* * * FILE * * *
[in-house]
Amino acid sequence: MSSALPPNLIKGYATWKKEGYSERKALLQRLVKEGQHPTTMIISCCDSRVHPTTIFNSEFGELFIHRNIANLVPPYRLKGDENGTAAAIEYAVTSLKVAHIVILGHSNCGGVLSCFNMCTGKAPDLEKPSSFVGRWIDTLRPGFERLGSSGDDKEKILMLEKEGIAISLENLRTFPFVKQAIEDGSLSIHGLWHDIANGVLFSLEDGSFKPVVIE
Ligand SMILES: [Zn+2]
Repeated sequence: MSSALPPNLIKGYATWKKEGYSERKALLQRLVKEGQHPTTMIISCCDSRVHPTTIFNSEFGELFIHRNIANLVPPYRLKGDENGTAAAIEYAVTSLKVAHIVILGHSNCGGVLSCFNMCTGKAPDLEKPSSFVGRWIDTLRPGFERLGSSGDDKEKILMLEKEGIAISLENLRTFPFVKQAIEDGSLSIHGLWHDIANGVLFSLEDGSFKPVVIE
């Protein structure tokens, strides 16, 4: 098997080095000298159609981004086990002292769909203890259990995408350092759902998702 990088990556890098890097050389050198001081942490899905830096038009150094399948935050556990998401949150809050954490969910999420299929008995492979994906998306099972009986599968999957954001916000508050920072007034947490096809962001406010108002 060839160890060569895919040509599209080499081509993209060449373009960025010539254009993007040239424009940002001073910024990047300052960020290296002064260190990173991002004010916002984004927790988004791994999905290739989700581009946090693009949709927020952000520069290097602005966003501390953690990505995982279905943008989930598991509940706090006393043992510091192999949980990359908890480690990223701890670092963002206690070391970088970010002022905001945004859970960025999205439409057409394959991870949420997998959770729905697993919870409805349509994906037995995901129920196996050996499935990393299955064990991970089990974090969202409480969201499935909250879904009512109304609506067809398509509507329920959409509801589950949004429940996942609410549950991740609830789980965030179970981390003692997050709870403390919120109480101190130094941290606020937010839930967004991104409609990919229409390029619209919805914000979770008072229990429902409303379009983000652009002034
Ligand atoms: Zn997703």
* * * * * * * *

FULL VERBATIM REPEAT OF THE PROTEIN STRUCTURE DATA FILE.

[in-house]
Amino acid sequence: MSSALPPNLIKGYATWKKEGYSERKALLQRLVKEGQHPTTMIISCCDSRVHPTTIFNSEFGELFIHRNIANLVPPYRLKGDENGTAAAIEYAVTSLKVAHIVILGHSNCGGVLSCFNMCTGKAPDLEKPSSFVGRWIDTLRPGFERLGSSGDDKEKILMLEKEGIAISLENLRTFPFVKQAIEDGSLSIHGLWHDIANGVLFSLEDGSFKPVVIE
Ligand SMILES: [Zn+2]
Repeated sequence: MSSALPPNLIKGYATWKKEGYSERKALLQRLVKEGQHPTTMIISCCDSRVHPTTIFNSEFGELFIHRNIANLVPPYRLKGDENGTAAAIEYAVTSLKVAHIVILGHSNCGGVLSCFNMCTGKAPDLEKPSSFVGRWIDTLRPGFERLGSSGDDKEKILMLEKEGIAISLENLRTFPFVKQAIEDGSLSIHGLWHDIANGVLFSLEDGSFKPVVIE
């Protein structure tokens, strides 16, 4: 098997080095000298159609981004086990002292769909203890259990995408350092759902998702 990088990556890098890097050389050198001081942490899905830096038009150094399948935050556990998401949150809050954490969910999420299929008995492979994906998306099972009986599968999957954001916000508050920072007034947490096809962001406010108002 060839160890060569895919040509599209080499081509993209060449373009960025010539254009993007040239424009940002001073910024990047300052960020290296002064260190990173991002004010916002984004927790988004791994999905290739989700581009946090693009949709927020952000520069290097602005966003501390953690990505995982279905943008989930598991509940706090006393043992510091192999949980990359908890480690990223701890670092963002206690070391970088970010002022905001945004859970960025999205439409057409394959991870949420997998959770729905697993919870409805349509994906037995995901129920196996050996499935990393299955064990991970089990974090969202409480969201499935909250879904009512109304609506067809398509509507329920959409509801589950949004429940996942609410549950991740609830789980965030179970981390003692997050709870403390919120109480101190130094941290606020937010839930967004991104409609990919229409390029619209919805914000979770008072229990429902409303379009983000652009002034
Ligand atoms: Zn997703």